I never thought I'd see the day where the murder of a Russian dissident topped a local shooting or a celebrity divorce on the cover of the New York Post. But, dear friends, that day has come to pass.
Today, every man, woman, and child that walked into a grocery store or deli in New York had two words staring back at them - Putin and poison. In some ways this phenomenon - of the West viewing Russian President Vladimir Putin as basically a low-life scumbag - to put it bluntly, is the result of the Anglo-American alliance failing to find new enemies in the War on Terror. Osama bin Laden hasn't released a video in awhile, Zarqawi is dead, Ahmadinejad just isn't that funny anymore, and well, Putin is just so easy to despise because he's your stereotypical short guy (5'7" / 170 cm) that enjoys imagining himself as powerful.
With Saddam sentenced to death, we need someone to fear and dislike, and Russia is certain to be as appetizing the second time around as it was 20 years ago. What is interesting though is that this is all happening because of the murder of Aleksander Litvinenko - a former FSB agent who said publicly that he was ordered to kill Boris Berezovsky. Hardly the kind of guy you'd cry for when compared to Anna Politkovskaja, whose books can be found in any quality public library across the US. Yet it is Litvinenko's death that just won't die, not Politkovskaja's. It perhaps is because he died on British soil, or because the polonium fall out from his death has been traced back to Russia, or perhaps because another 150 dead in Baghdad warrants a shrug of the shoulders in America these days.
Whatever the reason, the total lack of transparency of the Russian Federation leads Western media to speculate that a malevolent Putin ordered the hit with a Judo chop of his hand. While that explanation may have merit, it is also the easiest. Less attractive is the "rogue elements" hypothesis. That murky ex-FSB officers did it - and even if they are caught, it will be so much LESS fun than the "Putin did it" hypothesis. And so we continue to indulge in adding mystique to our newly discovered opponent, Vladimir Putin.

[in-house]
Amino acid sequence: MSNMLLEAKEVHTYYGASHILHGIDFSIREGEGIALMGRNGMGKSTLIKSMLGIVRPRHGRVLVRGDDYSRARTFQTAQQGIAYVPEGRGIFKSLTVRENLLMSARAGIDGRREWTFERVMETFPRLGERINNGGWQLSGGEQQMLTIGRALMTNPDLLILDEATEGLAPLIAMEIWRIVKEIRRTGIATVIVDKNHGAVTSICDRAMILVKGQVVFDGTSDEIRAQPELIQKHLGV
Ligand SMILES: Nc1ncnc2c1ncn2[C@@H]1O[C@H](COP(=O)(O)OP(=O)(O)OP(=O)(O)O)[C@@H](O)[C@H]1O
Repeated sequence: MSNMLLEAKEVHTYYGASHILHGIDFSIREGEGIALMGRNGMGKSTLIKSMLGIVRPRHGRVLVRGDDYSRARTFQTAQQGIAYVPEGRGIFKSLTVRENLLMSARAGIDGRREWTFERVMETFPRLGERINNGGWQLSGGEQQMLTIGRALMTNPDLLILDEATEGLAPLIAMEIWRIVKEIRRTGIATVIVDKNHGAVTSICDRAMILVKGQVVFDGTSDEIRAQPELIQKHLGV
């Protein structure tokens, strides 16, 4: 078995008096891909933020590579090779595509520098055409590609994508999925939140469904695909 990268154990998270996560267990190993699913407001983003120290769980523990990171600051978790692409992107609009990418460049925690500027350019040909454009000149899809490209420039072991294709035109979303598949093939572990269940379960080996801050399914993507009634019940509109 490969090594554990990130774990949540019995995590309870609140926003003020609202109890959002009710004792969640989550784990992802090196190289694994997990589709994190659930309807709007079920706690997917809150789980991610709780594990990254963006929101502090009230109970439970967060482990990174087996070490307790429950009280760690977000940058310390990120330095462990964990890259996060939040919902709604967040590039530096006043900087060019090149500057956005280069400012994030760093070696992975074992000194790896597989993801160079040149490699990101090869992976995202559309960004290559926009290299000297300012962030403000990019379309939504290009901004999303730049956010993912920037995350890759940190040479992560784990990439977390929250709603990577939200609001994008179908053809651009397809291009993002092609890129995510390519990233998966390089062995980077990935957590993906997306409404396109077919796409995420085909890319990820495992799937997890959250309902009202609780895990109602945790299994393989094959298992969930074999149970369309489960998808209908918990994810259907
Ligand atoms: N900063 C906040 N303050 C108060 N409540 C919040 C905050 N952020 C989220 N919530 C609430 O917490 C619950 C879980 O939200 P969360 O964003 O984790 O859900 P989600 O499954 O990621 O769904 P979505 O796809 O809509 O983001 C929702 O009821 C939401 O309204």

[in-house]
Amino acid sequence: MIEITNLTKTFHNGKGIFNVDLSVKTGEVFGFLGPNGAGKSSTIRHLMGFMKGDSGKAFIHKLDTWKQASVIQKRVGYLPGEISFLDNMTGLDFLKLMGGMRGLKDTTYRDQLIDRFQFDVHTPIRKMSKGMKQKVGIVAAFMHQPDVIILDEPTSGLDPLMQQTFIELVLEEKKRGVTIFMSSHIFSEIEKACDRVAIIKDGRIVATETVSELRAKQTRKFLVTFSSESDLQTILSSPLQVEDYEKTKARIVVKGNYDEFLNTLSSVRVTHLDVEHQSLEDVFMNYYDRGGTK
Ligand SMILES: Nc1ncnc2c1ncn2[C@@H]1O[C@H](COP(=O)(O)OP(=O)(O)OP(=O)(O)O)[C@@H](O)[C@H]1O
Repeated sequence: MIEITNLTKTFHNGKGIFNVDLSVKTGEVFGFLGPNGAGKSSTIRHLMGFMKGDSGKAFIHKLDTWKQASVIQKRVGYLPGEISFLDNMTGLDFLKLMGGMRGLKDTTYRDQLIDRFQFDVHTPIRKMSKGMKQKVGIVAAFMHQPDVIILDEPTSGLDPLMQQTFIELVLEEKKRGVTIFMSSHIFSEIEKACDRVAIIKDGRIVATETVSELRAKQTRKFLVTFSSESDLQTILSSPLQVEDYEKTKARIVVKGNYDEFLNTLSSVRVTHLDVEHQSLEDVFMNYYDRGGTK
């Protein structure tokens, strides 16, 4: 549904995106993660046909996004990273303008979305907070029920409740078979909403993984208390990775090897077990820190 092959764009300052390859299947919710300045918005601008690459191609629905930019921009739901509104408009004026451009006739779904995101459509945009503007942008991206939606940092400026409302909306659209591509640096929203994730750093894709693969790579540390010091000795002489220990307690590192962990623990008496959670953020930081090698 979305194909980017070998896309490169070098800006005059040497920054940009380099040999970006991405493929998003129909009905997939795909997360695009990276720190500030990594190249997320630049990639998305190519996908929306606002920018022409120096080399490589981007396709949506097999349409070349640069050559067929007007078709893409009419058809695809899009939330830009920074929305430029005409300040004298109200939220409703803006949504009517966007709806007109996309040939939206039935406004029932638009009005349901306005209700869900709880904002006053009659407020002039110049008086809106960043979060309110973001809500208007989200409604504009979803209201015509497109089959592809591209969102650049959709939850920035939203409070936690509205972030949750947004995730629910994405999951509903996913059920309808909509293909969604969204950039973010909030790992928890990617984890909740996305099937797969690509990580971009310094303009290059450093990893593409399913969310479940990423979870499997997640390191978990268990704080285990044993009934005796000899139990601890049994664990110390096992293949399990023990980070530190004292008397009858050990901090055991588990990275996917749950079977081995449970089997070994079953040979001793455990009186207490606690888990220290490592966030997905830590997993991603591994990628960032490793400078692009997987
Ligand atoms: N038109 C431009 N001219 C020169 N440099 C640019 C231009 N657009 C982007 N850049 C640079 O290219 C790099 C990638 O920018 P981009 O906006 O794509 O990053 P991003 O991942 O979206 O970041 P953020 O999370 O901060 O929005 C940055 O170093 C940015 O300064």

What does this mean for the world's only post-communist nordic country? According to Sergei Lavrov, the Russian foreign minister, Estonians are "immoral" and "blasphemous" for equating Nazis and Communists. Most of the Russian media will have you believe that Andrus Ansip gives himself the old fascist salute in the mirror every morning. And, more realstically, relations are still shaky, as The Economist pointed out this week. Estonians, Latvians, and Lithuanians are secretly afraid that .. um, Putinists will come again and ruin everything ... again.
While that option is still relegated to "What if?" Internet discussion, I think a genuine foreign policy question for those who live in what Russia considers Pribaltika should consider is, "What can be done to ensure Russia doesn't see US as the enemy next time around?" As they stated through the SVR disclosure two weeks ago, they occupied the Baltics because they were "pro-German." If the Anglo and Russian relations continue to deteriorate, will Estonians, Latvians, and Lithuanians once again find themselves stuck between the devil and the Baltic Sea, with grinning Finns saying "tsk! tsk! you should have made Russian a second-official language, we told you so!"?
Anyway, things are not swell right now. The American government is weak, we are not accomplishing what we have set out to accomplish, and Putin has an 87 percent approval rating. Let's hope things stay balanced, if uneasy, through 2008 when we'll have a much better look at the lay of the land.